In 2010, the United States for the first time put forward a National HIV and AIDS Strategy (NHAS) to address the impact of HIV and AIDS in the country. With three specific goals: reducing HIV incidence, increasing access to care and optimizing health outcomes, and reducing HIV-related health disparities; the strategy’s desired impact is to reach a time in which transmission is rare, and if to occur, medical care is of high quality. Medical care, on the other hand, will be greatly influenced by the Affordable Care Act (ACA), a law intended to ensure that everybody in the United States has access to affordable health insurance (passed in 2010, uphold by Supreme Court in 2012). These past few years have indeed been a period of CHANGE.
Naturally, the HIV and AIDS service provision is experiencing this change. Some AIDS Service Organizations and Community Based Organizations are going through a transformation to ensure that programs and services are aligning with the National HIV/AIDS Strategy, also taking into consideration the expected implementation of the Affordable Care Act. This is one way that organizations are sustainable. However, while agencies are adapting to the changing landscape, it is important not to neglect the community; their needs and participation in the process. It may not be the intent, but it is sometimes the result of having to adapt in an effective yet hurried way.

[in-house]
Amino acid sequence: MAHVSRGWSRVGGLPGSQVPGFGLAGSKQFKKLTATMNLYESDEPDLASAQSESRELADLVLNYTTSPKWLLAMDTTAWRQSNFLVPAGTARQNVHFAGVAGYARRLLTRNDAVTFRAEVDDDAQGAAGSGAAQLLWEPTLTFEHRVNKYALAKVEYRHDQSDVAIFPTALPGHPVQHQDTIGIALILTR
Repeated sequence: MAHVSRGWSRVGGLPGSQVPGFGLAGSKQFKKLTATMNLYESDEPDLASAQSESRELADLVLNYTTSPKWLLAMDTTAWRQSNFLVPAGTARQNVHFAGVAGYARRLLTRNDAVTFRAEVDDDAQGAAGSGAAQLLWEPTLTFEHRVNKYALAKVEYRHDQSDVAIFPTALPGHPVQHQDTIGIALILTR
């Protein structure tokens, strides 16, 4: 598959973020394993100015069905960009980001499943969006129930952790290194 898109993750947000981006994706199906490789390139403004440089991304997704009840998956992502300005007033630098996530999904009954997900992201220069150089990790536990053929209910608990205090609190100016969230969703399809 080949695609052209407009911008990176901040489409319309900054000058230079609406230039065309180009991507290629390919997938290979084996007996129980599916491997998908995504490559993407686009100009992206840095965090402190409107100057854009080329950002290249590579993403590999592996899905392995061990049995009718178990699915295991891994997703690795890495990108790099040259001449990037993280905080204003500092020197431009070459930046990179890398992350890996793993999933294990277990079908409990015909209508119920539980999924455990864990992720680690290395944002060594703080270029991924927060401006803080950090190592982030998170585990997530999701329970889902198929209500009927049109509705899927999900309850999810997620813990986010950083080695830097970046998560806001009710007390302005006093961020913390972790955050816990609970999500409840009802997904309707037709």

The changing landscape of the HIV/AIDS prevention field has renewed the hopes of many communities around the world as significant milestones and advances have been made in recent years. An example worth noting is the 2012 Food and Drug Administration (FDA) approval of Truvada, for pre-exposure prophylaxis (PrEP), a tool for reducing the risk of sexually acquired HIV infection in HIV negative men and women. This approval reassured the global health community that we are moving in the right direction. In addition, a clinical trial to determine the effectiveness of two treatment strategies in preventing the sexual transmission of the virus in HIV-serodiscordant couples, known as HPTN 052, found HIV treatment to be effective in reducing HIV transmission by 96%. Although, PrEP is the first of its kind in the area of prevention with those at high risk, there are currently additional clinical trials being conducted in search of additional preventive methods such as vaccines and microbicides (visit www.hptn.org and www.hvtn.org). This is what is called Biomedical HIV Prevention Research.
Since the approval of Truvada as a PrEP strategy and the implementation guidelines set forth by the Centers for Disease Control and Prevention (CDC), it seems that there are more questions than answers on behalf of both the service provision workforce as well as the community at large. Having questions is indeed crucial; they lead to rich discussions where we gain knowledge and understanding. Town Halls provide an ideal platform to engage both audiences – providers and community – in this kind of discussions. This is one of the goals of the Be The Generation Bridge (BTGB) and many of its national and local partners throughout the US that work collaboratively to foster awareness of and support for HIV prevention research. The Latino Commission on AIDS and its network Juntos Construyendo are one of the partners.